[9] Anechoic Mixing. Consider a mixture of N source signals, sj(t),j = 1,...,N, is received at a pair of stations where only the direct path is present. In this case, without loss of generality, the attenuation and delay parameters of the first mixture, x1(t), can be absorbed into the definition of the sources. As such, the two anechoic mixtures can be expressed as

display math(1)
display math(2)

where N is the number of sources, δj is the arrival delay between the stations, and aj is a relative attenuation factor corresponding to the ratio of the attenuations of the paths between sources and stations. The anechoic mixing model is not completely realistic, in that it does not represent echoes (that is, multiple paths from each source to each mixture). In spite of this limitation, DUET, which is based on this model, has proven to be quite robust even when applied to echoic mixtures [Rickard, 2007; Moni et al., 2012].

[10] W-Disjoint Orthogonality. Two functions sj(t) and sk(t) are W-disjoint orthogonal if, for a given windowing function W(t), the supports of the windowed Fourier transforms of sj(t) and sk(t) are disjoint. That is, at each point in the windowed Fourier transform, at most one source (function sj(t) or sk(t)) is dominant. The windowed Fourier transform of sj(t) is defined as

display math(3)

So the W-disjoint orthogonality assumption can be stated as

display math(4)

This assumption is the mathematical idealization of the condition that it is likely that every time-frequency point in the mixture with significant energy is dominated by the contribution of one source. W-disjoint orthogonality is crucial to DUET, because it allows for the separation of a mixture into its component sources using a binary mask. Consider the mask which is the indicator function for the support of math formula:

display math(5)

Mj separates math formula from the mixture via

display math(6)

where math formula is the time-frequency representation of x1.

[11] As such, if binary masks for each source could be determined, the sources can be separated by partitioning. In this algorithm, each time-frequency point is labeled with delay differences that explain the time-frequency phase between the two mixtures. These delays cluster into groups, one group for each source.

2.1.2 The Method

[12] The assumptions of anechoic mixing allows the mixing equations (1) and (2) to be rewritten in the time-frequency domain as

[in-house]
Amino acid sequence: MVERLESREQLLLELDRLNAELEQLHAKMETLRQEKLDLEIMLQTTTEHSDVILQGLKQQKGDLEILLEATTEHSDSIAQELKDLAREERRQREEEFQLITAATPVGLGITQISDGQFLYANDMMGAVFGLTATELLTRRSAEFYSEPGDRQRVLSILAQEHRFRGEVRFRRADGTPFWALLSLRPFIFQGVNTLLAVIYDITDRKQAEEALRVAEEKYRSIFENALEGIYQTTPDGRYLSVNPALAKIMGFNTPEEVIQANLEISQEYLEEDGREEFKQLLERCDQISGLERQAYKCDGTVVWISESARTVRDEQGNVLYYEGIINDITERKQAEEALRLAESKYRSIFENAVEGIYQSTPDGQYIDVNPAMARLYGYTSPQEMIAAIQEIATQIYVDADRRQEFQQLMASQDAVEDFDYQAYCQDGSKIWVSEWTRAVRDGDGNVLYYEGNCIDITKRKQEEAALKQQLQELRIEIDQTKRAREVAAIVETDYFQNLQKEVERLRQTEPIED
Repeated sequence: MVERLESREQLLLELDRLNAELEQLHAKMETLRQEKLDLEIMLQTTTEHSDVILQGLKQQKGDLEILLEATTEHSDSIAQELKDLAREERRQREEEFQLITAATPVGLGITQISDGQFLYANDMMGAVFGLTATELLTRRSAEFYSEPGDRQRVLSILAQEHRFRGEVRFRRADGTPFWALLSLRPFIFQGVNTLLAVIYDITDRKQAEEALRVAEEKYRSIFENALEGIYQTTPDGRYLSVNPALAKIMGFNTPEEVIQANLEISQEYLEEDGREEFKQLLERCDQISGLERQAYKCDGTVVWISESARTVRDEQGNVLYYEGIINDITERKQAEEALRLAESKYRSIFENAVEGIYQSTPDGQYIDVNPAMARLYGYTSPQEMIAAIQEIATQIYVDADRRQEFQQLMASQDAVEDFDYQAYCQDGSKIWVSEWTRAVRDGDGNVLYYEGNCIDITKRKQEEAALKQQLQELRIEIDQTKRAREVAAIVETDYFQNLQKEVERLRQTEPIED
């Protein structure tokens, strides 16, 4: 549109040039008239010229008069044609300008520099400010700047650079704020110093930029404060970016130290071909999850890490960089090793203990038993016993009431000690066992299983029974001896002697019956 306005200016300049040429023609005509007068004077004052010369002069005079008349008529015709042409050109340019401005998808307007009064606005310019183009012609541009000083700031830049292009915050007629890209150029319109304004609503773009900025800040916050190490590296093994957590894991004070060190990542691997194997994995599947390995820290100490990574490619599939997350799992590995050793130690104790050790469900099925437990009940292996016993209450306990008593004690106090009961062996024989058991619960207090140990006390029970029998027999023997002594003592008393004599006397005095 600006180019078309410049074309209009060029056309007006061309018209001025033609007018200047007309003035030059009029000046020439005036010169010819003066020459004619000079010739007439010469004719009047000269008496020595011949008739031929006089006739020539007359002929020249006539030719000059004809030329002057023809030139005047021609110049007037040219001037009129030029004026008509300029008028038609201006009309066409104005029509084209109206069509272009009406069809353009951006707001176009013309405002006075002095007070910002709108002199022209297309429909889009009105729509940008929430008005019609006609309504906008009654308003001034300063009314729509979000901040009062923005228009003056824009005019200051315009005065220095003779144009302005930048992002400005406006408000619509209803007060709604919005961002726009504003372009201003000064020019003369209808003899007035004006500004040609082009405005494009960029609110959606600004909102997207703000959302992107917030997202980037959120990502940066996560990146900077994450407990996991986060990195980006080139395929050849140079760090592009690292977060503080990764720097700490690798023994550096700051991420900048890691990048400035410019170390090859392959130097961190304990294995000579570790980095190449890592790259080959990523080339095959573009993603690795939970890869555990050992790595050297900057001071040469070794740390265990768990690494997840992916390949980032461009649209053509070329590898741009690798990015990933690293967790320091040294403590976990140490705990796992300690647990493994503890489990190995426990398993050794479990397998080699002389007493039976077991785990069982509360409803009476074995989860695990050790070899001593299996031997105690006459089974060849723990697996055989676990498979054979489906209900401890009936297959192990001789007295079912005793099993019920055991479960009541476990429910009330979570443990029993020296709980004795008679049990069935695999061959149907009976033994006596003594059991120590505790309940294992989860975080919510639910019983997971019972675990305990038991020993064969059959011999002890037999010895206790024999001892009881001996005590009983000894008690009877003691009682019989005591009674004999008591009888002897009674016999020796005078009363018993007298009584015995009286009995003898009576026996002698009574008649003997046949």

display math(7)

If the further assumption of W-disjoint orthogonality is included, at most one source is active at every (τ, ω), the mixing process can be described for each (τ, ω) as

display math(8)

for a given j. In the above equation, j depends on (τ, ω), in that j is the index of the source active at (τ, ω). The main observation that DUET utilizes is that the ratio of the time-frequency representations of the mixtures does not depend on the source components but only on the mixing parameters associated with the active source component.

display math(9)

Here math formula. In this paper, only the relative delay estimates are used, and the relative attenuation estimates are ignored. This is done because the amplitudes recorded by stations are sensitive to local site effects; thus, the relative attenuation estimates are not as reliable and accurate as the relative time delay estimates. The mixing parameters (the relative delay estimate in this case) associated with each time-frequency point can be calculated as follows:

display math(10)

The steps taken to separate the sources using DUET are as follows:

  1. [13] Construct the discrete short-time Fourier transform (i.e., spectrogram) [Mallat, 1998] as defined in equation (3) of the signal at each station. In this paper, we use a Hamming window.

  2. [14] Take the ratio of the mixtures to extract the local delay estimate. A delay estimate will result for each time-frequency point.

  3. [15] Generate the histogram of these delays, with each delay bin weighted with the energy of the corresponding time-frequency point.

  4. [16] Find the peak delay for each source.

  5. [17] For each peak found, i.e., for each source, a binary time-frequency mask is then created, based on how close the delay at each time-frequency point is to the peak delays found.